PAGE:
How to make a felt chrysanthemum and use it different ways.

How to make a felt chrysanthemum (with multiple uses!)

Who doesn’t love a chrysanthemum?! They are such a beautiful, intricately crafted flower, but guess what? They are not hard at all to make from felt. In fact, you’ll be surprised at just how easy they are.

Photo by Yoksel 🌿 Zok on Unsplash

Making a felt chrysanthemum – fast!

As we’re heading into autumn in my little part of the world (little ol’ New Zealand in the southern hemisphere), I’ve been playing around with these gorgeous autumnal colours. I can see the very beginnings of the leaves turning these shades, and love working with colours from nature in my felt work.

Creating a felt chrysanthemum with autumnal coloured felt.

These felt chrysanthemums are one of the easiest to make (I feel like I say that a lot! but felt flowers are really just so quick and easy). So, let’s get straight into it and then I’ll show you some other ways you can use this pattern.

Hot tip (literally!): I remember reading another crafter’s top tip for working with glue guns, which has been invaluable to me – if you make a mistake with the glue, don’t try to fix it on the spot, you’ll just make a bigger mess. Let the glue dry and then pick it off or scrap it off as best you can.

What you’ll need:

  • Felt in the colour you want to make your chrysanthemum
  • Scissors
  • Ruler
  • Fabric chalk
  • Glue gun

Using your fabric chalk measure out a strip of felt 1.5 inches wide, 20 inches long. If you don’t have fabric chalk, a ball point pen is fine. Just make sure to keep the pen marks hidden on the inside or underneath as best you can.

Cut the felt strip out and glue the edges together along the longer side. It should now be a long, skinnier strip.

Next, make little snips along the folded edge, cutting in about 2/3rds of the way. For this flower, I’ve made my snips about 1/3 inch apart, but you’ll see later how much changing this gap changes the look of the final product. I use the tips of my scissors for this. I’ve seen some people make the snips much further down the blade of the scissors – this is a recipe for disaster in my eyes! Lol, you only need to misjudge one cut or slip, and you’ll be making two chrysanthemums!

Now, starting from either edge (it doesn’t matter which), roll the strip up tightly, gluing along the edge as you go to hold it firm. You’ll end up with a beautiful, loopy chrysanthemum!

This pattern makes a beautiful full chrysanthemum, but it can also be used for other flowers, like for the stamin in a lily. It’s a versatile lady!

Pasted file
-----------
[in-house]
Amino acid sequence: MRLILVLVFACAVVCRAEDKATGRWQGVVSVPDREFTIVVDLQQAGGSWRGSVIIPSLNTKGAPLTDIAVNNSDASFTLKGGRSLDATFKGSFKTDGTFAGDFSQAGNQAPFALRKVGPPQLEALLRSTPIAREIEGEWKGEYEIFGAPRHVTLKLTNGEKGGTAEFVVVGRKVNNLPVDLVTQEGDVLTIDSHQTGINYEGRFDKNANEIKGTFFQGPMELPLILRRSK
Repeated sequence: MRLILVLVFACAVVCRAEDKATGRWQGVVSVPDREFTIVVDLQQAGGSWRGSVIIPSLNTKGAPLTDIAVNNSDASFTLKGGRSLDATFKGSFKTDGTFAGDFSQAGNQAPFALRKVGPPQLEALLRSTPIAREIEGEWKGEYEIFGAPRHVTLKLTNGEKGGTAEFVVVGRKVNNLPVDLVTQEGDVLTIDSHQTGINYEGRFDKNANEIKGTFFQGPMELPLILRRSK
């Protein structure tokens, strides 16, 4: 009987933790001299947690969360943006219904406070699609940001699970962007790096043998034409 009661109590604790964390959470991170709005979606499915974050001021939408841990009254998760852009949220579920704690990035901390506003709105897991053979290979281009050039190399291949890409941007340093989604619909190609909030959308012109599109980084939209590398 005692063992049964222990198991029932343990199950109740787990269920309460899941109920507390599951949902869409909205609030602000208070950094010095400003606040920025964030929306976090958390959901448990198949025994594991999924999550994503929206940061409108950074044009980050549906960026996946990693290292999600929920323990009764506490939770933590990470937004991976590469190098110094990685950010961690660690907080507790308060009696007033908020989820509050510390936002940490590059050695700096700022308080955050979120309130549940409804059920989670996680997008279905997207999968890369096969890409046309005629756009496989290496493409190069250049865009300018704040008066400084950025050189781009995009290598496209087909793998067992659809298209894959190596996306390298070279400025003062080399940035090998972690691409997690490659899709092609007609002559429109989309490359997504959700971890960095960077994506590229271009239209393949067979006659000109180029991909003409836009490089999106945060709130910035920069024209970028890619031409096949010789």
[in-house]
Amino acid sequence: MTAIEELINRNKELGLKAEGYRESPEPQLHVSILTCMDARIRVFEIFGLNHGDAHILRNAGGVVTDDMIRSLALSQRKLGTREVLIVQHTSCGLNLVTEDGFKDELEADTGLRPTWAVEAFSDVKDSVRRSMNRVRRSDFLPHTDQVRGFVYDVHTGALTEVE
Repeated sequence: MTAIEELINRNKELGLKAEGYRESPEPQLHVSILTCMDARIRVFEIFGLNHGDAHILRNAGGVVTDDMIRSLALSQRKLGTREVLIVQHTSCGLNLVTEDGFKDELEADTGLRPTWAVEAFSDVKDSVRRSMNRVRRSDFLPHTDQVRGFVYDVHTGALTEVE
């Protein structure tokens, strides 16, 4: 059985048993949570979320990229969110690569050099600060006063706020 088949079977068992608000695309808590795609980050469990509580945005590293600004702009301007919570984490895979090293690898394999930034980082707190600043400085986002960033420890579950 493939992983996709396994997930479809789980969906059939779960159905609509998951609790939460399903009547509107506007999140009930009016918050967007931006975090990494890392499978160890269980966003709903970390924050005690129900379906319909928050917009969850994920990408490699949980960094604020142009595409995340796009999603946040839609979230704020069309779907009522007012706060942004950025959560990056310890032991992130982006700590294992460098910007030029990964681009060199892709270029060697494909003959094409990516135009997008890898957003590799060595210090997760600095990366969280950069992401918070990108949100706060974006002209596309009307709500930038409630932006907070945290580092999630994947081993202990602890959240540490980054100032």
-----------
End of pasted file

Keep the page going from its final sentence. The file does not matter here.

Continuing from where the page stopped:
Chrysanthemum Pattern – Variation #1

This first alternative is really great for the centre of a sunflower.

Here, I’ve used the same length as before (20 inches), but I’ve narrowed the width to just one inch. It will depend though on what you’re making, and keep in mind that using various sizes in your flowers will give it that real life look. Fold it in half along the length and glue the edges together along the length.

Now, same as before, you’ll make little snips. However, make them a little closer together. These are just shy of 1/4 inch (although I have totally just eye-balled this), whereas the chrysanthemum above was more like a 1/3 of an inch gap. And then roll up and glue as before.

You can see how just changing the width has made it look quite different.

Chrysanthemum Pattern – Variation #2

The next variation requires cutting the loops instead of leaving them, and this makes them look a little more like wee stems than petals.

Again, it’s very similar to the above process but once you have glued along the length of the strip, cut along the looped side to make two separate edges rather than a folded edge. This is an easy way of making the centre of a flower (like the stamen in a lily), and you can make it short and tight, or longer and less structured.

For this one, I’ve used the same width as the original felt chrysanthemum (1.5 inches), but I’ve cut the length in half so it’s only 10 inches long. It will depend though on what you’re making, and keep in mind that using various sizes in your flowers will give it that real life look.

And finally, up until now we have been using the chrysanthemum pattern to create the centre of the flower. But you could also use something else for the middle and wrap your felt strip around that.

Chrysanthemum Pattern – Variation #3

Here, I’ve used a felt ball cut in half as the middle and wrapped the strip around it.

Let me know in the comments below if you have any other variations for this pattern!

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